The Pacific Hurricane Season officially began on Tuesday, May 15, in the Americas region. The Atlantic Hurricane Season will begin on June 1. Both seasons officially end on November 30, with a peak in storm activity typically observed between mid-August and mid-October.
Researchers are predicting slightly above-average hurricane seasons for 2018. Regarding the Atlantic region, the US-based Colorado State University predicts 14 named storms (i.e. hurricanes and tropical storms; annual median is 12), seven hurricanes (median is 6.5), and three major hurricanes - i.e. category 3, 4, or 5 - (median is 2.0). For the Pacific region, 16-19 named storms are expected, including eight to 12 hurricanes and four to six major hurricanes; three to five storms are expected to make landfall in Mexico.
As of May 16, a low-pressure system with a 10 percent chance of forming into a cyclone within the coming five days is located over the Gulf of Mexico due south of the Florida panhandle. Regardless of whether or not a cyclone forms, heavy rain is expected over the US states of Florida and Georgia, as well as The Bahamas, over the coming days.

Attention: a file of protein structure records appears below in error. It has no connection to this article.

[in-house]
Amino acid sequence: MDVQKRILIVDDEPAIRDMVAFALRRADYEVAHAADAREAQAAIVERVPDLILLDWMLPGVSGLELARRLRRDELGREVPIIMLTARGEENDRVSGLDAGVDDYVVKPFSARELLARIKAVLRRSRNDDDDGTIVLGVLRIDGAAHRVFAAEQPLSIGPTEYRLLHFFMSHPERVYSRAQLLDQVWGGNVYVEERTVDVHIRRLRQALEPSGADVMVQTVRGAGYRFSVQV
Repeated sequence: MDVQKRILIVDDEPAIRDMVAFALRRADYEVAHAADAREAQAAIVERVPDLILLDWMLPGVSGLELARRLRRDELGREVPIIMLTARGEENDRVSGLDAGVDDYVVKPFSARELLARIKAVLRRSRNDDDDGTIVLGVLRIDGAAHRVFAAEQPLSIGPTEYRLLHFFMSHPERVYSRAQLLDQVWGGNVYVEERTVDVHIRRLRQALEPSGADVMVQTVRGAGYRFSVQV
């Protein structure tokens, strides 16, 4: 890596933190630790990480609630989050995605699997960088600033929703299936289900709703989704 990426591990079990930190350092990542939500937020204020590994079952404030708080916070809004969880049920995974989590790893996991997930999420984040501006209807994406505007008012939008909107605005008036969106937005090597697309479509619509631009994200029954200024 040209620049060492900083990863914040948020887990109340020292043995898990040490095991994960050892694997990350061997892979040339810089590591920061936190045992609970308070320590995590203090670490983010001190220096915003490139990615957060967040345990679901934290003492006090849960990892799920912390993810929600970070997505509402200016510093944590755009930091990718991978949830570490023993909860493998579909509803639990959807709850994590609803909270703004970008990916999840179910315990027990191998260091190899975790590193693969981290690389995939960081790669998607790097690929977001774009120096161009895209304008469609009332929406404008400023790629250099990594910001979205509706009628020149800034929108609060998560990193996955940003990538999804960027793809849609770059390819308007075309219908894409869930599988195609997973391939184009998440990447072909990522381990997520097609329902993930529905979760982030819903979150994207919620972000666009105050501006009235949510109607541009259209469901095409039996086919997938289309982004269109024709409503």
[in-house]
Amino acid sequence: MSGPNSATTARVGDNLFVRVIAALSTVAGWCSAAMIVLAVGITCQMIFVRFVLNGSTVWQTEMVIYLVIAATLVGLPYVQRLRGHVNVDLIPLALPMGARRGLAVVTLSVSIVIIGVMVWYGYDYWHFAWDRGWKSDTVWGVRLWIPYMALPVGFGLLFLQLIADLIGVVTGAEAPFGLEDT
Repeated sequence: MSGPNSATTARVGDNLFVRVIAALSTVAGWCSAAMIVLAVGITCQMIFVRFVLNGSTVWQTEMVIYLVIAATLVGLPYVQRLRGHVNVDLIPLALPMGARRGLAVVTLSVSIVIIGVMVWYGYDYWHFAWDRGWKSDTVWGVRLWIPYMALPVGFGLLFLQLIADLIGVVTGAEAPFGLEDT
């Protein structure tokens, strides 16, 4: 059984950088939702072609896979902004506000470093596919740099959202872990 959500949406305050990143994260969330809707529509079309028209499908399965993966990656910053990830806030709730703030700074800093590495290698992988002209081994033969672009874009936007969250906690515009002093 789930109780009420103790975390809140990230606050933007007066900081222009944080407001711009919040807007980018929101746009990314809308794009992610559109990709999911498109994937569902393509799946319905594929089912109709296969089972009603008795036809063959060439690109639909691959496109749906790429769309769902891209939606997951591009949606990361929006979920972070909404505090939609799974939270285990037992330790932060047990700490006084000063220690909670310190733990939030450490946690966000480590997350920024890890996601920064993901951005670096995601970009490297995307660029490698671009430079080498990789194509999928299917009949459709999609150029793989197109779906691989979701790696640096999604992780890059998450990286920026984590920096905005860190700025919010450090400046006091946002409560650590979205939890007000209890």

The 2017 Atlantic Hurricane Season was marked by a series of highly-destructive storms that struck the Caribbean region and the Gulf of Mexico, devastating a number of regions. According to current forecasts, the 2018 season is expected to be less intense.
Individuals in hurricane-prone regions are advised to keep updated on storm forecasts via the National Hurricane Center website. In the event of a storm, follow all instructions issued by local authorities.